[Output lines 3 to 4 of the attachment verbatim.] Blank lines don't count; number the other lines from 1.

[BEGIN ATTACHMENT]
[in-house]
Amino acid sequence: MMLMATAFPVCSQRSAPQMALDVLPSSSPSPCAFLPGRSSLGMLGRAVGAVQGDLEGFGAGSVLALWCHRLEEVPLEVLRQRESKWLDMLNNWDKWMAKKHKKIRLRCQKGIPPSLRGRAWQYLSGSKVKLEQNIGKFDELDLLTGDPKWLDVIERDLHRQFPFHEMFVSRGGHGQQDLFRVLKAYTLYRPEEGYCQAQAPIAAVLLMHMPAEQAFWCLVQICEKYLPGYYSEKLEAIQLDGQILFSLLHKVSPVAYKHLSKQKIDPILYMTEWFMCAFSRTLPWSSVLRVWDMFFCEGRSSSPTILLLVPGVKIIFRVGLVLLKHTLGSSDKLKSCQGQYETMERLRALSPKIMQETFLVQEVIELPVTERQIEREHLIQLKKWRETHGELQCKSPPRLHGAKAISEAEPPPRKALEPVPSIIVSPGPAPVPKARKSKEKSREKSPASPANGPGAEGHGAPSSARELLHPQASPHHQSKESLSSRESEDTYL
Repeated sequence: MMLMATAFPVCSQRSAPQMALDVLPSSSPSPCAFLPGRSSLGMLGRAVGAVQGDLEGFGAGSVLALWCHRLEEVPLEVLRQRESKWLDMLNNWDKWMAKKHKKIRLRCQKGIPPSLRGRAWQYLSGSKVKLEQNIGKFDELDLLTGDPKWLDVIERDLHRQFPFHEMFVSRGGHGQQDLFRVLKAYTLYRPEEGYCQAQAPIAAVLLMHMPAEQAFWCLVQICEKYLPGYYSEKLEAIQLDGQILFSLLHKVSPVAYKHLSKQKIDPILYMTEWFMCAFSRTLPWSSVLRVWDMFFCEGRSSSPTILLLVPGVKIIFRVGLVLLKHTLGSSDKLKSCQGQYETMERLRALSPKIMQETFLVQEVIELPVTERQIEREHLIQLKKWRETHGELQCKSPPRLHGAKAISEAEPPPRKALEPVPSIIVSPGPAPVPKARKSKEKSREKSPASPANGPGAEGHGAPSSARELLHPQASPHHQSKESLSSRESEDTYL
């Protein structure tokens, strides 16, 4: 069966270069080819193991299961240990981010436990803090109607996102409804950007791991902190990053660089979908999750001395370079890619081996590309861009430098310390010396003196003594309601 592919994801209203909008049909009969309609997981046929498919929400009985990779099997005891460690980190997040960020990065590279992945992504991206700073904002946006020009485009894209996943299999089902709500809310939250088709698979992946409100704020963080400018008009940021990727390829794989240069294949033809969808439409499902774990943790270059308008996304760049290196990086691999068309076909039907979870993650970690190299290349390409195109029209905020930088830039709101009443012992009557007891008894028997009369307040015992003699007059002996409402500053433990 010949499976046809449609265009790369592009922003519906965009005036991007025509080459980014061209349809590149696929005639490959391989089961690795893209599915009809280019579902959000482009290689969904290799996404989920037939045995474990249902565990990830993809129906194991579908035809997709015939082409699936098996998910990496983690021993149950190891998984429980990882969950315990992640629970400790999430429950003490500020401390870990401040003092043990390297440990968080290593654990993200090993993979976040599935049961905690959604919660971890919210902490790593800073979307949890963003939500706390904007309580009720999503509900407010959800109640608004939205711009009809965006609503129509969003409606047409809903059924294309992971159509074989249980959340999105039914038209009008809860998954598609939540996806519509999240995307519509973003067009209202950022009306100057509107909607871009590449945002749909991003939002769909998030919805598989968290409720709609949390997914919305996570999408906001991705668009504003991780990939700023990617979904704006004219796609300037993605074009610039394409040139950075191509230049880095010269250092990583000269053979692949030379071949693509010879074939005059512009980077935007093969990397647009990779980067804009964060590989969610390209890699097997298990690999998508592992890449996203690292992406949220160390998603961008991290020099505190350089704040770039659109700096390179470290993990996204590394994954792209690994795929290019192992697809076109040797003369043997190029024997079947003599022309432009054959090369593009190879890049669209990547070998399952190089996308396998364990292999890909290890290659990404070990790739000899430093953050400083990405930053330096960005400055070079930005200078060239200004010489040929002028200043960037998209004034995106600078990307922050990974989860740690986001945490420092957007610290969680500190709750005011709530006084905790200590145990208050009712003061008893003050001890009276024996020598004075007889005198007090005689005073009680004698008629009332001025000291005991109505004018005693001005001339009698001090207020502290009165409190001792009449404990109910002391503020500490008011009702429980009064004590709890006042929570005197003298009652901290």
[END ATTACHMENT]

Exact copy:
Repeated sequence: MMLMATAFPVCSQRSAPQMALDVLPSSSPSPCAFLPGRSSLGMLGRAVGAVQGDLEGFGAGSVLALWCHRLEEVPLEVLRQRESKWLDMLNNWDKWMAKKHKKIRLRCQKGIPPSLRGRAWQYLSGSKVKLEQNIGKFDELDLLTGDPKWLDVIERDLHRQFPFHEMFVSRGGHGQQDLFRVLKAYTLYRPEEGYCQAQAPIAAVLLMHMPAEQAFWCLVQICEKYLPGYYSEKLEAIQLDGQILFSLLHKVSPVAYKHLSKQKIDPILYMTEWFMCAFSRTLPWSSVLRVWDMFFCEGRSSSPTILLLVPGVKIIFRVGLVLLKHTLGSSDKLKSCQGQYETMERLRALSPKIMQETFLVQEVIELPVTERQIEREHLIQLKKWRETHGELQCKSPPRLHGAKAISEAEPPPRKALEPVPSIIVSPGPAPVPKARKSKEKSREKSPASPANGPGAEGHGAPSSARELLHPQASPHHQSKESLSSRESEDTYL
């Protein structure tokens, strides 16, 4: 069966270069080819193991299961240990981010436990803090109607996102409804950007791991902190990053660089979908999750001395370079890619081996590309861009430098310390010396003196003594309601 592919994801209203909008049909009969309609997981046929498919929400009985990779099997005891460690980190997040960020990065590279992945992504991206700073904002946006020009485009894209996943299999089902709500809310939250088709698979992946409100704020963080400018008009940021990727390829794989240069294949033809969808439409499902774990943790270059308008996304760049290196990086691999068309076909039907979870993650970690190299290349390409195109029209905020930088830039709101009443012992009557007891008894028997009369307040015992003699007059002996409402500053433990 010949499976046809449609265009790369592009922003519906965009005036991007025509080459980014061209349809590149696929005639490959391989089961690795893209599915009809280019579902959000482009290689969904290799996404989920037939045995474990249902565990990830993809129906194991579908035809997709015939082409699936098996998910990496983690021993149950190891998984429980990882969950315990992640629970400790999430429950003490500020401390870990401040003092043990390297440990968080290593654990993200090993993979976040599935049961905690959604919660971890919210902490790593800073979307949890963003939500706390904007309580009720999503509900407010959800109640608004939205711009009809965006609503129509969003409606047409809903059924294309992971159509074989249980959340999105039914038209009008809860998954598609939540996806519509999240995307519509973003067009209202950022009306100057509107909607871009590449945002749909991003939002769909998030919805598989968290409720709609949390997914919305996570999408906001991705668009504003991780990939700023990617979904704006004219796609300037993605074009610039394409040139950075191509230049880095010269250092990583000269053979692949030379071949693509010879074939005059512009980077935007093969990397647009990779980067804009964060590989969610390209890699097997298990690999998508592992890449996203690292992406949220160390998603961008991290020099505190350089704040770039659109700096390179470290993990996204590394994954792209690994795929290019192992697809076109040797003369043997190029024997079947003599022309432009054959090369593009190879890049669209990547070998399952190089996308396998364990292999890909290890290659990404070990790739000899430093953050400083990405930053330096960005400055070079930005200078060239200004010489040929002028200043960037998209004034995106600078990307922050990974989860740690986001945490420092957007610290969680500190709750005011709530006084905790200590145990208050009712003061008893003050001890009276024996020598004075007889005198007090005689005073009680004698008629009332001025000291005991109505004018005693001005001339009698001090207020502290009165409190001792009449404990109910002391503020500490008011009702429980009064004590709890006042929570005197003298009652901290």